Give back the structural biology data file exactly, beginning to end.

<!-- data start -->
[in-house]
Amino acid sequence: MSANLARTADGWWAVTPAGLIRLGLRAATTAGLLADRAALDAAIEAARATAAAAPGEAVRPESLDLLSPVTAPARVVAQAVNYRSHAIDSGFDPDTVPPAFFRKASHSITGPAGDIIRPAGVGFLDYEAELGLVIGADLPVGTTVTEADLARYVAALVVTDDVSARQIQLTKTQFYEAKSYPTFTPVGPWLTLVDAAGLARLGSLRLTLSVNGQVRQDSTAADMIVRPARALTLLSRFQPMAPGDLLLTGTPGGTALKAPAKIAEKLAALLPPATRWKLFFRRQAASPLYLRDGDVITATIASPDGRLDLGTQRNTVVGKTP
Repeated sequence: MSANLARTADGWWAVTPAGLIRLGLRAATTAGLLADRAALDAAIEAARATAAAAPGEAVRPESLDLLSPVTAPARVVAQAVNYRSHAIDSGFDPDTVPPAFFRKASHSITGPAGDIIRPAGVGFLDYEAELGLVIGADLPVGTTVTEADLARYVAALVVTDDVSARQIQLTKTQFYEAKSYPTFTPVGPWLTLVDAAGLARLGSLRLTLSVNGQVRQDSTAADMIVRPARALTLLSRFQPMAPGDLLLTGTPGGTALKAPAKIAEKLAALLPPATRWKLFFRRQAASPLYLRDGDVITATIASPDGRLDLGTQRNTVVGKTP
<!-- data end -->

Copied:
[in-house]
Amino acid sequence: MSANLARTADGWWAVTPAGLIRLGLRAATTAGLLADRAALDAAIEAARATAAAAPGEAVRPESLDLLSPVTAPARVVAQAVNYRSHAIDSGFDPDTVPPAFFRKASHSITGPAGDIIRPAGVGFLDYEAELGLVIGADLPVGTTVTEADLARYVAALVVTDDVSARQIQLTKTQFYEAKSYPTFTPVGPWLTLVDAAGLARLGSLRLTLSVNGQVRQDSTAADMIVRPARALTLLSRFQPMAPGDLLLTGTPGGTALKAPAKIAEKLAALLPPATRWKLFFRRQAASPLYLRDGDVITATIASPDGRLDLGTQRNTVVGKTP
Repeated sequence: MSANLARTADGWWAVTPAGLIRLGLRAATTAGLLADRAALDAAIEAARATAAAAPGEAVRPESLDLLSPVTAPARVVAQAVNYRSHAIDSGFDPDTVPPAFFRKASHSITGPAGDIIRPAGVGFLDYEAELGLVIGADLPVGTTVTEADLARYVAALVVTDDVSARQIQLTKTQFYEAKSYPTFTPVGPWLTLVDAAGLARLGSLRLTLSVNGQVRQDSTAADMIVRPARALTLLSRFQPMAPGDLLLTGTPGGTALKAPAKIAEKLAALLPPATRWKLFFRRQAASPLYLRDGDVITATIASPDGRLDLGTQRNTVVGKTP